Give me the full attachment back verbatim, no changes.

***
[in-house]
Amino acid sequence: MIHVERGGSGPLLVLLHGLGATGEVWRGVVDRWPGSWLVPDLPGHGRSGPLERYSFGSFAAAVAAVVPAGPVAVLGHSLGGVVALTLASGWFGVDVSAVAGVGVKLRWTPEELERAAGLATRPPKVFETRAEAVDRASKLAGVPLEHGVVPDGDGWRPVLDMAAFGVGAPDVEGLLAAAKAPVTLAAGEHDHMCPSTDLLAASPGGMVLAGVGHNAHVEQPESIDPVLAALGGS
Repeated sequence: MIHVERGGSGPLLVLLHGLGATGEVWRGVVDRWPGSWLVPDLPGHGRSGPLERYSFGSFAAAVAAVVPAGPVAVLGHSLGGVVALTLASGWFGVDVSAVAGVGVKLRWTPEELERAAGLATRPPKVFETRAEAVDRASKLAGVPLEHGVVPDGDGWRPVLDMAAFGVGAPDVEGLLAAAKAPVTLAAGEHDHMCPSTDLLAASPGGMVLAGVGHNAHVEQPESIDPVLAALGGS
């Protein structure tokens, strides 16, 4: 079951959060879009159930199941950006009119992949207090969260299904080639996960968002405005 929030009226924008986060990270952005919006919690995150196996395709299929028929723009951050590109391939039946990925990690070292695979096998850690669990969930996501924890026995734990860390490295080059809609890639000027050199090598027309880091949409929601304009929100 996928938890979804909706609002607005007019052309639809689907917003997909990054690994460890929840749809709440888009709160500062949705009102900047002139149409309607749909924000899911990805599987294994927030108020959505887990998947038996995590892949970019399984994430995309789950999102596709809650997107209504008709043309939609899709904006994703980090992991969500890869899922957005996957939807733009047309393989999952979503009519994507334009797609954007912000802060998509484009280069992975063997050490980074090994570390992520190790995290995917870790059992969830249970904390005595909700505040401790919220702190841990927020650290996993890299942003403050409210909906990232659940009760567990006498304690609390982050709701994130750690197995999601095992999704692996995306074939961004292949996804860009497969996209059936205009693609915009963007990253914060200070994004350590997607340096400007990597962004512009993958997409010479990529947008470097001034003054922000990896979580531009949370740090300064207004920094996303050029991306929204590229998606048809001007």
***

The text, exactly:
[in-house]
Amino acid sequence: MIHVERGGSGPLLVLLHGLGATGEVWRGVVDRWPGSWLVPDLPGHGRSGPLERYSFGSFAAAVAAVVPAGPVAVLGHSLGGVVALTLASGWFGVDVSAVAGVGVKLRWTPEELERAAGLATRPPKVFETRAEAVDRASKLAGVPLEHGVVPDGDGWRPVLDMAAFGVGAPDVEGLLAAAKAPVTLAAGEHDHMCPSTDLLAASPGGMVLAGVGHNAHVEQPESIDPVLAALGGS
Repeated sequence: MIHVERGGSGPLLVLLHGLGATGEVWRGVVDRWPGSWLVPDLPGHGRSGPLERYSFGSFAAAVAAVVPAGPVAVLGHSLGGVVALTLASGWFGVDVSAVAGVGVKLRWTPEELERAAGLATRPPKVFETRAEAVDRASKLAGVPLEHGVVPDGDGWRPVLDMAAFGVGAPDVEGLLAAAKAPVTLAAGEHDHMCPSTDLLAASPGGMVLAGVGHNAHVEQPESIDPVLAALGGS
């Protein structure tokens, strides 16, 4: 079951959060879009159930199941950006009119992949207090969260299904080639996960968002405005 929030009226924008986060990270952005919006919690995150196996395709299929028929723009951050590109391939039946990925990690070292695979096998850690669990969930996501924890026995734990860390490295080059809609890639000027050199090598027309880091949409929601304009929100 996928938890979804909706609002607005007019052309639809689907917003997909990054690994460890929840749809709440888009709160500062949705009102900047002139149409309607749909924000899911990805599987294994927030108020959505887990998947038996995590892949970019399984994430995309789950999102596709809650997107209504008709043309939609899709904006994703980090992991969500890869899922957005996957939807733009047309393989999952979503009519994507334009797609954007912000802060998509484009280069992975063997050490980074090994570390992520190790995290995917870790059992969830249970904390005595909700505040401790919220702190841990927020650290996993890299942003403050409210909906990232659940009760567990006498304690609390982050709701994130750690197995999601095992999704692996995306074939961004292949996804860009497969996209059936205009693609915009963007990253914060200070994004350590997607340096400007990597962004512009993958997409010479990529947008470097001034003054922000990896979580531009949370740090300064207004920094996303050029991306929204590229998606048809001007």